In their second draft guidance, FDA goes into more specifics on donor blood pressure and pulse. Under its regulations, the agency typically doesn’t allow donations from people with blood pressure that is too low or too high, or from people with a pulse lower than 50 bpm. In both requirements physicians must certify a donor is health enough to donate. There is an exception that people with less than 50 bpm are eligible to donate blood if the physician categorizes them as athletic.
 
Over the years, FDA says it has received feedback from blood donation establishments that the physician requirement is overly burdensome as physicians aren’t always available for examinations to determine the health of the donors.
 
“FDA has considered these comments and agrees that some flexibility is warranted with respect to the responsible physician’s medical oversight,” the agency said. “Specifically, we agree that having a responsible physician examine a donor with blood pressure measurements outside the specified limits is not always necessary to protect donor health. While blood pressure measurements outside the specified limits may indicate that a donor is not healthy, donor health is adequately protected when the responsible physician makes a medical determination by telephonic or other offsite consultation that the donation will not adversely affect the health of the donor and documents that determination.”
 
Furthermore, FDA says a physician isn’t needed to determine someone with less than 50 bpm is athletic as long as the donor themselves report being athletic.
 
The revised final guidance published alongside the two draft guidances addresses the possible risk of transmission of Creutzfeldt-Jakob disease (CJD) and variant Creutzfeldt-Jakob disease (vCJD) by blood and blood components.
 
“This guidance supersedes the guidance of the same title dated April 2020 and updated August 2020 (2020 guidance),” FDA said. “We removed the recommendations to defer indefinitely blood donors for: 1) geographic risk of possible exposure to bovine spongiform encephalopathy for time spent in the United Kingdom (U.K.) from 1980-1996 and for time spent in France and Ireland from 1980-2001, and 2) receipt of a blood transfusion in the U.K., France, and Ireland from 1980-present. We also provide recommendations for requalification of individuals previously deferred for these geographic risk factors, provided they meet all other eligibility requirements.”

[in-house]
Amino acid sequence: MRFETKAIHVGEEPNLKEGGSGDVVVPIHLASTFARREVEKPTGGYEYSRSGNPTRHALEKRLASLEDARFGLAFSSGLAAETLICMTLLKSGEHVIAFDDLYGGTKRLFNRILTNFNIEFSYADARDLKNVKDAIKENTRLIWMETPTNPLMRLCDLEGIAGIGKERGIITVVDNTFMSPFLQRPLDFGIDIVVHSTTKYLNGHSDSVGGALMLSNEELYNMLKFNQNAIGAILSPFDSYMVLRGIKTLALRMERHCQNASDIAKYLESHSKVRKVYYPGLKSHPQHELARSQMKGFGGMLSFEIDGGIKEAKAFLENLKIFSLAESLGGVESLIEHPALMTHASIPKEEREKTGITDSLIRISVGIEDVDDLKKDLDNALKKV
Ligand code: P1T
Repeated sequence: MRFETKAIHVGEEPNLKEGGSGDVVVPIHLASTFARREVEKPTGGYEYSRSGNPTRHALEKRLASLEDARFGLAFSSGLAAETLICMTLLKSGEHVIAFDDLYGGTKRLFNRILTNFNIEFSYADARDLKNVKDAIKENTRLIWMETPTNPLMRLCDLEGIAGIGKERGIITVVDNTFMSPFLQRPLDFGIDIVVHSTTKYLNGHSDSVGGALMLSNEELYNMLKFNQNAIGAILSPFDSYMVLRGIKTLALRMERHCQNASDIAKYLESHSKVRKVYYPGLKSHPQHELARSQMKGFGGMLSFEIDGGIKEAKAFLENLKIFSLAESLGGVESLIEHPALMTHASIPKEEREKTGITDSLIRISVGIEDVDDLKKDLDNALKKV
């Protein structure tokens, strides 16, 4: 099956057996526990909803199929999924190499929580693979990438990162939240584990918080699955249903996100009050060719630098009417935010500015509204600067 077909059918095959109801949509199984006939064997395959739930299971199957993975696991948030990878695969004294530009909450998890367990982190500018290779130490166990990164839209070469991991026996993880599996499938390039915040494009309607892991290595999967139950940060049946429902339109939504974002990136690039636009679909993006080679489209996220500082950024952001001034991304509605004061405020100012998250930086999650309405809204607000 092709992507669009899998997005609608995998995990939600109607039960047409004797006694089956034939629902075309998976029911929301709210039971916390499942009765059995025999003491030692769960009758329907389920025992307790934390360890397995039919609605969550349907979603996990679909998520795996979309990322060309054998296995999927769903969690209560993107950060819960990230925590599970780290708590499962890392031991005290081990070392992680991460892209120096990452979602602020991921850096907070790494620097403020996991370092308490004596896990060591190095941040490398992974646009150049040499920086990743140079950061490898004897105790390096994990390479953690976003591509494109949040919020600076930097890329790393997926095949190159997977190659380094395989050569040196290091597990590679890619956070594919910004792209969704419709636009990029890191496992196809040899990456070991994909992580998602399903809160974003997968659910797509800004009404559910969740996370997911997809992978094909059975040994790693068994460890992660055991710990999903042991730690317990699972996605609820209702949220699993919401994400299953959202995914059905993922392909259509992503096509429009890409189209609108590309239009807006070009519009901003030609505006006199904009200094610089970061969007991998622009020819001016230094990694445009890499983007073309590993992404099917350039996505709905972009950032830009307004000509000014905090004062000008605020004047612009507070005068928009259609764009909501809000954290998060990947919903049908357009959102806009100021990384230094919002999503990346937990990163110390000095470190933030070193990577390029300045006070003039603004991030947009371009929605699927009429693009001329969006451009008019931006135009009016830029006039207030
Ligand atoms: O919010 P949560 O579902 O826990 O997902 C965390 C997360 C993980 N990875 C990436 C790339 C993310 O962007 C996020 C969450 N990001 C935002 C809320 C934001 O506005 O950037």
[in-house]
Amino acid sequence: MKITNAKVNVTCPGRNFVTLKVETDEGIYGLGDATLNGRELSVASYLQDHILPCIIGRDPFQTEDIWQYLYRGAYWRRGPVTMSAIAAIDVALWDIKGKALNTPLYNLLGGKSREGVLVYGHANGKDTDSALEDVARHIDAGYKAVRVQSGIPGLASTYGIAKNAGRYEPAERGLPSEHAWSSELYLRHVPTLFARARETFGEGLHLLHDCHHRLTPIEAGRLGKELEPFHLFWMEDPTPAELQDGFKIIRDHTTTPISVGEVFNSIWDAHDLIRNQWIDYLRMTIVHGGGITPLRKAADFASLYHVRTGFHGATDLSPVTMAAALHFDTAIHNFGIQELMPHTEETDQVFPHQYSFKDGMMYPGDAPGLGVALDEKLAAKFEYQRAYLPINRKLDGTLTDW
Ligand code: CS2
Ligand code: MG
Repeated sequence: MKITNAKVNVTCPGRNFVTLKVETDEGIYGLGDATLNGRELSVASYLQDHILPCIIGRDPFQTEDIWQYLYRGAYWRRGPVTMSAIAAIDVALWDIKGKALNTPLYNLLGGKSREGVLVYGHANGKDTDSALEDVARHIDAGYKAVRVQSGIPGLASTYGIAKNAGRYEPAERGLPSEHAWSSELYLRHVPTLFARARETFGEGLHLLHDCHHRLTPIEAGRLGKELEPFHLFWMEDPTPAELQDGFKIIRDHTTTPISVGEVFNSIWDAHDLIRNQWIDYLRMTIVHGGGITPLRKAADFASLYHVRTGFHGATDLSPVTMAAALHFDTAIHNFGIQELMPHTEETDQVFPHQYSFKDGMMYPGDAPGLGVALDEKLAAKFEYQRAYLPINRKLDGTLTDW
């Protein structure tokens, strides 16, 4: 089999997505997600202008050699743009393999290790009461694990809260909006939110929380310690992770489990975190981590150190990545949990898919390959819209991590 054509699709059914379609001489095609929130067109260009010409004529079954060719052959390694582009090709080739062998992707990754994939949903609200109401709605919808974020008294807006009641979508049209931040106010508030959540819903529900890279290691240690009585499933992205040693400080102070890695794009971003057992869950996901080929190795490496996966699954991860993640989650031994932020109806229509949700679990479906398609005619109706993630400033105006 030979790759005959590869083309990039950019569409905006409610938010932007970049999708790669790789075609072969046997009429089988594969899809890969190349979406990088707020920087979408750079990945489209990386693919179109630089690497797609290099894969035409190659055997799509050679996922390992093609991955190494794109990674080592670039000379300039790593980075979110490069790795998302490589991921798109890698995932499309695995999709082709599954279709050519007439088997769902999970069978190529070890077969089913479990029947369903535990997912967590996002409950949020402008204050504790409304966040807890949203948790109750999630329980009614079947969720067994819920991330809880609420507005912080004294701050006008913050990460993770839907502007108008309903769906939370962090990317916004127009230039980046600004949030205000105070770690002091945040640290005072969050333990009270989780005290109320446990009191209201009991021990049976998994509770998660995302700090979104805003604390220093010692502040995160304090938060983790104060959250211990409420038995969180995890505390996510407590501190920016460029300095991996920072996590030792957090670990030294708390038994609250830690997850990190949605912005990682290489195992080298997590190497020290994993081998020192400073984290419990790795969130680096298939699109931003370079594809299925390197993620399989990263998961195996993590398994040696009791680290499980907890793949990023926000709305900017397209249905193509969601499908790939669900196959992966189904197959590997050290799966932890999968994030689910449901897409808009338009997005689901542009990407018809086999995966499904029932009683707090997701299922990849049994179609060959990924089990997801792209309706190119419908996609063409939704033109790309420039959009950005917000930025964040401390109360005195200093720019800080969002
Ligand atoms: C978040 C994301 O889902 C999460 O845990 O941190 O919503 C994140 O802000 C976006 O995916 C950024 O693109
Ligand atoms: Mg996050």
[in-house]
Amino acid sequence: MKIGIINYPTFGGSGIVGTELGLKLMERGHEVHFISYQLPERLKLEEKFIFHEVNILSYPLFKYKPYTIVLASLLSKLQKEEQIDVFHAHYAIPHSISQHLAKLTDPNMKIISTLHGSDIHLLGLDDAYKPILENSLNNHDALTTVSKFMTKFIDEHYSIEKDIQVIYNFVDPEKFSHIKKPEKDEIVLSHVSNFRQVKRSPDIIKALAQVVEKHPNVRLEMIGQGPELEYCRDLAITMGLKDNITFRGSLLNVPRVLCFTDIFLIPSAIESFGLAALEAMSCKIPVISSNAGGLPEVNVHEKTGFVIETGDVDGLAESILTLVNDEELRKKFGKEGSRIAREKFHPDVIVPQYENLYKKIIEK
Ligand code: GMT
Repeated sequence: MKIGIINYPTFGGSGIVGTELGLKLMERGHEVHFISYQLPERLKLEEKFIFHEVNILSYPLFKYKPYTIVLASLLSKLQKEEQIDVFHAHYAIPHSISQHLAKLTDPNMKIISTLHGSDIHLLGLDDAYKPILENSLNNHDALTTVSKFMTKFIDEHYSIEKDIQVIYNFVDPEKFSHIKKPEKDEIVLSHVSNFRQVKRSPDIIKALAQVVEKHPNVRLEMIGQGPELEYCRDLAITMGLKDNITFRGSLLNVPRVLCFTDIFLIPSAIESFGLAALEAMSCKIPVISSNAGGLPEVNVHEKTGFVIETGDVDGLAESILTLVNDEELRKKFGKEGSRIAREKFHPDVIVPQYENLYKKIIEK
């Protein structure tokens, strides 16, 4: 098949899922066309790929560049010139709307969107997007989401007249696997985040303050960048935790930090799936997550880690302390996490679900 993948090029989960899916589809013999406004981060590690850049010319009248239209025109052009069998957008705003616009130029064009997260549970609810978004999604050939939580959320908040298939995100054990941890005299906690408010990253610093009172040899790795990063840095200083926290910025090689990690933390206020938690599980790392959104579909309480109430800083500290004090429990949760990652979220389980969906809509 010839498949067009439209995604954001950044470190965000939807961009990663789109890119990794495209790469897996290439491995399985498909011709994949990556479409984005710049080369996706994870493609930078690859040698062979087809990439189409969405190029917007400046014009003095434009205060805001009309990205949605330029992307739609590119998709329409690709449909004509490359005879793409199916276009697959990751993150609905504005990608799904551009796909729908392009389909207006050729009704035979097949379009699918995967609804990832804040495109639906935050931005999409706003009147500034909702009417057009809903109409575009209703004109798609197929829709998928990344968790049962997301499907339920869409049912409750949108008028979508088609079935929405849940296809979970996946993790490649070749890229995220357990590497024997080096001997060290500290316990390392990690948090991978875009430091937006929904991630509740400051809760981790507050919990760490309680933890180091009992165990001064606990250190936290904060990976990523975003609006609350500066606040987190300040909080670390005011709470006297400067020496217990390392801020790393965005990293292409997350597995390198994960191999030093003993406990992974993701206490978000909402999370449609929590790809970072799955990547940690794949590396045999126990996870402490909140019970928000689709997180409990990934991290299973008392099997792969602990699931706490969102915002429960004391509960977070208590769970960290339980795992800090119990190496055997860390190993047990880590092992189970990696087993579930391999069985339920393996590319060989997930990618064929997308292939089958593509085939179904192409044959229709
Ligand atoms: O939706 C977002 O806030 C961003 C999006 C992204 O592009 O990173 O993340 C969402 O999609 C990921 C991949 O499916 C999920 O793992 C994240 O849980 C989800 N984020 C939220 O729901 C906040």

FDA’s regulations had stated that people who may have been exposed to certain prion diseases, also known as transmissible spongiform encephalopathies (TSE), are ineligible to donate blood because they carry the risk of transmitting the disease to blood and blood component recipients. More specifically, the issue has to do with the Mad Cow Disease or bovine spongiform encephalopathy (BSE), a type of TSE, scare of the 1990s and early 2000s.
 
According to the most recent research conducted by the British government however, FDA says the risk of spreading the disease is miniscule and the agency thinks it’s more beneficial to lift the restrictions.
 
“We are changing the geographic deferral recommendations for vCJD risk based on new information in the risk assessments published by [U.K.’s Advisory Committee on the Safety of Blood, Tissues and Organs (SaBTO), and Medicines and Healthcare Products Regulatory Agency (MHRA)],” FDA said. “These risk assessment models, which FDA has independently evaluated, demonstrate that, in the UK, the current risk of vCJD transmission by blood and blood components would expose transfusion recipients to no or minimal additional risk of vCJD in the future, and, for blood components that are leukocyte reduced, the possible risk is even further reduced.”
 
“We have determined that our recommendations will simplify the donor screening process and increase the number of eligible donors while maintaining the safety of blood and blood components,” the agency added.